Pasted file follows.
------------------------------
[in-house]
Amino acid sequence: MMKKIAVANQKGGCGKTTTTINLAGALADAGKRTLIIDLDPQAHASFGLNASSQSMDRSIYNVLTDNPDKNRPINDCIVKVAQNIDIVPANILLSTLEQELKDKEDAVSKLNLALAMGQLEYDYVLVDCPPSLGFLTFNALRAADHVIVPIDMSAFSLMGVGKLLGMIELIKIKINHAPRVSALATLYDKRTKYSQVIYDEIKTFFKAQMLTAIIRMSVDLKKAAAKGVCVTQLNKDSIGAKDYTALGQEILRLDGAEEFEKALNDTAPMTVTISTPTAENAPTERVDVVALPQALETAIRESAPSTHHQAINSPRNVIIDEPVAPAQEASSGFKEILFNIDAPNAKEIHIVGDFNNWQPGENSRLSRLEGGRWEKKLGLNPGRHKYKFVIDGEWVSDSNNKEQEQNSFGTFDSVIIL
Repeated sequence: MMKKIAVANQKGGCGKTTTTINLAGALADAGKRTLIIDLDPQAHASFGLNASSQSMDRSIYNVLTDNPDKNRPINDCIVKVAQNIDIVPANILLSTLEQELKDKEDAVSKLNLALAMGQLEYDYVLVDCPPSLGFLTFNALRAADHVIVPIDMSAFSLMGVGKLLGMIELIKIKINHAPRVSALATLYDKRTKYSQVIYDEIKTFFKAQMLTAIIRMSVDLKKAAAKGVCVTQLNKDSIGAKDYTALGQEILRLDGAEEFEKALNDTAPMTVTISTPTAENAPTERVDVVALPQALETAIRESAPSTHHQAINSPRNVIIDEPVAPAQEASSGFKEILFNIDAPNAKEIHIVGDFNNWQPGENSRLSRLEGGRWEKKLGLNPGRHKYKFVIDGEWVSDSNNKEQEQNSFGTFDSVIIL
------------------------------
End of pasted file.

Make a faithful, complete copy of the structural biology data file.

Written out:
[in-house]
Amino acid sequence: MMKKIAVANQKGGCGKTTTTINLAGALADAGKRTLIIDLDPQAHASFGLNASSQSMDRSIYNVLTDNPDKNRPINDCIVKVAQNIDIVPANILLSTLEQELKDKEDAVSKLNLALAMGQLEYDYVLVDCPPSLGFLTFNALRAADHVIVPIDMSAFSLMGVGKLLGMIELIKIKINHAPRVSALATLYDKRTKYSQVIYDEIKTFFKAQMLTAIIRMSVDLKKAAAKGVCVTQLNKDSIGAKDYTALGQEILRLDGAEEFEKALNDTAPMTVTISTPTAENAPTERVDVVALPQALETAIRESAPSTHHQAINSPRNVIIDEPVAPAQEASSGFKEILFNIDAPNAKEIHIVGDFNNWQPGENSRLSRLEGGRWEKKLGLNPGRHKYKFVIDGEWVSDSNNKEQEQNSFGTFDSVIIL
Repeated sequence: MMKKIAVANQKGGCGKTTTTINLAGALADAGKRTLIIDLDPQAHASFGLNASSQSMDRSIYNVLTDNPDKNRPINDCIVKVAQNIDIVPANILLSTLEQELKDKEDAVSKLNLALAMGQLEYDYVLVDCPPSLGFLTFNALRAADHVIVPIDMSAFSLMGVGKLLGMIELIKIKINHAPRVSALATLYDKRTKYSQVIYDEIKTFFKAQMLTAIIRMSVDLKKAAAKGVCVTQLNKDSIGAKDYTALGQEILRLDGAEEFEKALNDTAPMTVTISTPTAENAPTERVDVVALPQALETAIRESAPSTHHQAINSPRNVIIDEPVAPAQEASSGFKEILFNIDAPNAKEIHIVGDFNNWQPGENSRLSRLEGGRWEKKLGLNPGRHKYKFVIDGEWVSDSNNKEQEQNSFGTFDSVIIL